All of the marketing and press in the world cannot help a company or entrepreneur that cannot put together a good landing page. In fact, many studies have been done that show that slight changes in the structure of a landing page can double, or even triple conversions overnight. That is a lot easier than spending hours on SEO, PR, Google Adwords, Facebook ads, and other expensive marketing tactics. The only real hard part is figuring out what those slight changes need to be.
Here are four keys to creating a successfully converting landing page and examples.
Companies and individuals often get so caught up in trying to explain how incredible their product or service is that they forget they have time constraints. The average user will not show up to a web page and read all of the copy and then make a well-informed decision. Many consumers give a webpage less than 10 seconds to capture their attention or their information and then they are gone.
Bills.com has a great landing page that simplifies its purpose into one question, essentially asking why they are on the site. Then Bills.com is able to direct them to the most relevant information for them and keep them long enough to start building rapport.
Explain the benefit
Once you simplify, then you focus on explaining the benefit to your product or service in as few words as possible. If you are selling an app that can help people manage their time more effectively, you might write something along the lines of “Eliminate wasted time and double your productivity with X”. You have helped the user see what problem your service solves, helped them to see how it will be solved, and done so in just a few seconds.
Conveniently, a great example of this is Unbounce, a leader in conversion page optimization. Their homepage quickly explains the benefit and keeps the benefit explanation as close to the call to action as possible.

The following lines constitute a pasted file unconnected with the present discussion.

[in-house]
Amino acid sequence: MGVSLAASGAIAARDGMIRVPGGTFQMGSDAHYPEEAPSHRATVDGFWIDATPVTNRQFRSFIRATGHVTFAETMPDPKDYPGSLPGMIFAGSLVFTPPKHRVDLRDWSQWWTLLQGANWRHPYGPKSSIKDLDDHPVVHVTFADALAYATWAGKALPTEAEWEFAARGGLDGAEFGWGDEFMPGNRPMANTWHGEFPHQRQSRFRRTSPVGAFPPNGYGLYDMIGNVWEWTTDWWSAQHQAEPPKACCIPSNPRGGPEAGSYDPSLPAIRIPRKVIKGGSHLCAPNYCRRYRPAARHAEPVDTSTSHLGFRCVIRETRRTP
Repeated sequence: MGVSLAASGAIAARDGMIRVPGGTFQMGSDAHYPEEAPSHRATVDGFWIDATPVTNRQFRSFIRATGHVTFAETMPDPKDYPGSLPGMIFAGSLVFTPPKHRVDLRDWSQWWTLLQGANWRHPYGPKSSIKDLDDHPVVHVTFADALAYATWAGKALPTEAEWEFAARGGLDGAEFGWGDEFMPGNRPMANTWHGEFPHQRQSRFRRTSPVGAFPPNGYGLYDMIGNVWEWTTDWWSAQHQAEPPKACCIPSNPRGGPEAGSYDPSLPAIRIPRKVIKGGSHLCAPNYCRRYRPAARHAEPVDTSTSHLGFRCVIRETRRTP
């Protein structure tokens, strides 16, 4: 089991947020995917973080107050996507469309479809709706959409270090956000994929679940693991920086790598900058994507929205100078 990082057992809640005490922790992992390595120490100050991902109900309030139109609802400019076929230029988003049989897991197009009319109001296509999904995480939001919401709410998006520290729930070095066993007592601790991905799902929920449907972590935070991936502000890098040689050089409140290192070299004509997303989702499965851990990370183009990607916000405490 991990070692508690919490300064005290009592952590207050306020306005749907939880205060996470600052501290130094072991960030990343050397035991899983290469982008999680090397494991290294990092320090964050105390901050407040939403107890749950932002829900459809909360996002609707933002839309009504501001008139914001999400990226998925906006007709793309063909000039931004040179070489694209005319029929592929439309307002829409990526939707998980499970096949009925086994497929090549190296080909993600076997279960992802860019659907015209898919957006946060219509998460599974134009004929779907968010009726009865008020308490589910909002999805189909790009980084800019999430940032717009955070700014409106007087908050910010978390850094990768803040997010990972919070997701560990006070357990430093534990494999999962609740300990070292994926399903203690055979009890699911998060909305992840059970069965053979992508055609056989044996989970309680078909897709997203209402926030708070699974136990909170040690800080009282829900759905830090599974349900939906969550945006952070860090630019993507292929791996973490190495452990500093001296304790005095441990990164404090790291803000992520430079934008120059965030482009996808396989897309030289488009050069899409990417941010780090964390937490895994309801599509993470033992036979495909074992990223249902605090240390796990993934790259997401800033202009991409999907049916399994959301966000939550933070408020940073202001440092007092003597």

CTAs can be sometimes hard to work in. Any SEO worth their salt will explain that a webpage needs a lot of words and written content in order to show up in search engines. Companies like Google do not have a lot to go off besides words, meaning words matter quite a bit.
Many companies and especially new entrepreneurs make the mistake of writing their 2,000 word landing page and then putting the CTA at the end. After all, it makes sense to do it this way. Sell first, ask for their business at the end. That model doesn’t work when they are a click away from leaving.
Here is a great example of a page with lots of content that is useful, but offering the CTA at the beginning for those that are ready to make a decision already. Then the top of the page offers links that can take you to other places in the page that may answer specific questions.
Design around CTA
Remember, your entire goal is to get the user to click the CTA on the page. This needs to show in your design. The first thing a user’s eyes should go to on a landing page is the CTA. They can then browse other parts of the page that they find relevant, but they always know just where and what the CTA is.
Trulia, and most real estate sites, do a great job of this. They start getting information from you as soon as they can and make it very easy to dive into the funnel and get started.
The real thing to remember with landing pages is that there is no one guaranteed strategy. That is why true marketers are constantly testing and improving their landing pages. It is usually much easier to improve conversions than it is to increase traffic quickly.